Before we get into our Motorola Moto G52 review, let’s quickly recap previous Moto phones, particularly the G-series. Launched in 2013, the very first Moto G smartphone almost single-handedly disrupted the industry by proving that a lot can be offered at just a fraction of the price of what the mainstream phones were going for at the time.
But as the number of devices in this lineup began to grow, and Motorola transitioned from a Google-owned company to Lenovo, the Moto G series became a generic mishmash of smartphones rather than the streamlined unit it was in the early days.
Plus, given how well Xiaomi, Realme, and other Chinese brands have been performing lately, that G series charm has kind of been… lost somewhere. But looking at all the launches in this lineup in 2022, I feel like Motorola has finally made a great comeback! And one of the best examples of this is the Moto G52, which I’ve been using for a little over two weeks now.
It retails at a starting price of INR 14,499 in India, which puts it in the same league as the quite-successful Redmi Note 11. Besides price, these phones bring a similar set of specs as well. So, is the Moto G52 worth considering over the Note 11 and other phones in this price range? Let’s find out in our review.
Motorola Moto G52 Specifications:
- Body: 160.98 x 74.46 x 7.99 mm, 168 gm
- Display: 6.6-inch AMOLED panel, 90Hz refresh rate
- Resolution: FHD+ resolution (2400 x 1080), 20:9 aspect ratio
- Chipset: Qualcomm Snapdragon 680 (6nm Mobile Platform)
- Memory: 4/6GB RAM, 128GB storage (expandable up to 1TB)
- Software & UI: Android 12 with My UX on top
- Rear Camera: Triple (50MP primary, 8MP ultra-wide, 2MP macro)
- Front Camera: 13MP sensor (punch-hole cutout)
- Security: Side-mounted fingerprint scanner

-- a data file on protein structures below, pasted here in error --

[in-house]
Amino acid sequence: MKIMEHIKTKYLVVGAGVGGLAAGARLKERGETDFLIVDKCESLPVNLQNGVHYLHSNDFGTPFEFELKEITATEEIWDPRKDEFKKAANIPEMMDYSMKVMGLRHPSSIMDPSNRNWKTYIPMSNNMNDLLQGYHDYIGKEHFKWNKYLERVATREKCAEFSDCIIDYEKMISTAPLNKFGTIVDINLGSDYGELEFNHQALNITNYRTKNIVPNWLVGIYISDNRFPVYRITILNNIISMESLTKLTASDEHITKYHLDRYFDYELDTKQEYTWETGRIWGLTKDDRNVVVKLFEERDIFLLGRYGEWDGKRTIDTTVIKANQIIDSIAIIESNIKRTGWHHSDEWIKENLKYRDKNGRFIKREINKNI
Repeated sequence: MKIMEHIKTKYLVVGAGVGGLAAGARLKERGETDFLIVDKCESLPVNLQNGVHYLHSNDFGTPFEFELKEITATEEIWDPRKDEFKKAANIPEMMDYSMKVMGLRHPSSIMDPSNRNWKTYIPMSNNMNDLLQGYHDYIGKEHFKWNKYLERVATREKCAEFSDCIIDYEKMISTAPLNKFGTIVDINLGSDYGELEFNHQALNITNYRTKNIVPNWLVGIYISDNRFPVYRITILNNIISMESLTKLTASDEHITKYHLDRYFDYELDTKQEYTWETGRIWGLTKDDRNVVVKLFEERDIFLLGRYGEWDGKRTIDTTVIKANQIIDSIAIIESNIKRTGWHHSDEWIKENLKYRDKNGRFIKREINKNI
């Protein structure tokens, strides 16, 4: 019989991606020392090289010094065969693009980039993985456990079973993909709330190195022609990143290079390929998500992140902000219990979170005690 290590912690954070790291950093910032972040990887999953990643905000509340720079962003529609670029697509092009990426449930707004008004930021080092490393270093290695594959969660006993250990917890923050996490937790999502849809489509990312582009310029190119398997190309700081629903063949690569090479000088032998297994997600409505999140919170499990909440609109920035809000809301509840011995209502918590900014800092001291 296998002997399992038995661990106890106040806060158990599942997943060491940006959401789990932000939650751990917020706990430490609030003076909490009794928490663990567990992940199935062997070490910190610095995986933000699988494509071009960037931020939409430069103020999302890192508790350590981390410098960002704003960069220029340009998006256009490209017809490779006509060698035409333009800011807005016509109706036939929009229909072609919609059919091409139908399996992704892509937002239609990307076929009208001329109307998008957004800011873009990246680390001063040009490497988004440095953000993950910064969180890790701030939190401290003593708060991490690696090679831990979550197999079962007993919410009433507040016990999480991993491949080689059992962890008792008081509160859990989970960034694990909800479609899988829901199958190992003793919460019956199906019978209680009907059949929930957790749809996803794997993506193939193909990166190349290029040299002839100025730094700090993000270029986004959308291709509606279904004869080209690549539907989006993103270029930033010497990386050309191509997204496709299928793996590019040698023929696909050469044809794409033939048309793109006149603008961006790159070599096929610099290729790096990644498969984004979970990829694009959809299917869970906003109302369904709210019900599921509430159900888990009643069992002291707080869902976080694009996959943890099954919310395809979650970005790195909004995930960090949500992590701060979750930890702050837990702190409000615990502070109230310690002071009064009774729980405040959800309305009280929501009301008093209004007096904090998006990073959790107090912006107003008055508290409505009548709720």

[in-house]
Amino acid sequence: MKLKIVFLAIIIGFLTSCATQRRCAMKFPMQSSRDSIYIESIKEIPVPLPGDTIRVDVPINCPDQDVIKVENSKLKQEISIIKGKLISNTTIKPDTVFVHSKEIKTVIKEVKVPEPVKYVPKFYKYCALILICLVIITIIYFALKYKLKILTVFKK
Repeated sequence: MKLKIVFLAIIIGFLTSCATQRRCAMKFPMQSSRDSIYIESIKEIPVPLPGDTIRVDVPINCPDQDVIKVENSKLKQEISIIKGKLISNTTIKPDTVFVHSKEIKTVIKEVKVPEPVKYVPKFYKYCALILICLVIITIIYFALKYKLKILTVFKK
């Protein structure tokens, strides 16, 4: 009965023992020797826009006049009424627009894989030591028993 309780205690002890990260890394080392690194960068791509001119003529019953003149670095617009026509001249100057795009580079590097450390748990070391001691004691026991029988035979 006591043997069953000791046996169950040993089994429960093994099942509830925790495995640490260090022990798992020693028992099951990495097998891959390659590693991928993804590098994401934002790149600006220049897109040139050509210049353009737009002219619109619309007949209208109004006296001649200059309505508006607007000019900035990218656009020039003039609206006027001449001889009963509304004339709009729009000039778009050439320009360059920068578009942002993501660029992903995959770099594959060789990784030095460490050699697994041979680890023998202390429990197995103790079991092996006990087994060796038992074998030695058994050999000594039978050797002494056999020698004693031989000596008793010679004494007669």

- Battery: 5,000mAh, 30W charging
- Connectivity: Dual-band Wi-Fi 5 (802.11 ac), Bluetooth 5.0, NFC
- Color Options: Charcoal Grey, Porcelain White
- Price in Nepal: N/A (Starts at INR 14,499 in India)
Motorola Moto G52 Review:
- 160.98 x 74.46 x 7.99 mm, 168 gm
- Glass front, Plastic back, Plastic frames
Something that stands out right away about the Motorola G52 is its design. I know… I know it doesn’t look all that different from say, the Moto G31 or G71, but this Porcelain White variant that I have with me is what gives it a unique finish. Plus, with the metal-like polish on the camera module and frames, it looks nothing but stunning!
Now, don’t get confused, it’s still a plastic back. But Motorola has used what it calls a “PMMA Finish” to achieve this premium visual aesthetic. PMMA is a lighter, shatter-resistant alternative to glass and I can certainly see how it impacts the phone.
Here, the G52 is nearly 40 grams lighter than its predecessor. And the good thing is that it still packs a 5000mAh battery inside. And despite being a lightweight phone, it’s got the right amount of heft. Not to forget, the slightly curved panel at the back alongside the flat frames ensures a comfortable grip on the hands as well.
- 6.6-inches FHD+ pOLED panel
- 90Hz refresh rate
On top of this, Motorola has also made sure that the front of the device looks equally premium. Unlike most smartphones in this price range, the Moto G52 has a very narrow chin which kinda mimics the uniform approach to bezels on high-end devices. So, this has left quite an impression on me from the very first day I started using the phone.
Moreover, this almost bezel-less design perfectly complements the OLED display of the device. But what’s interesting here is that Motorola has offered a pOLED panel on the G52, just like on the more expensive Moto Edge 30 Pro.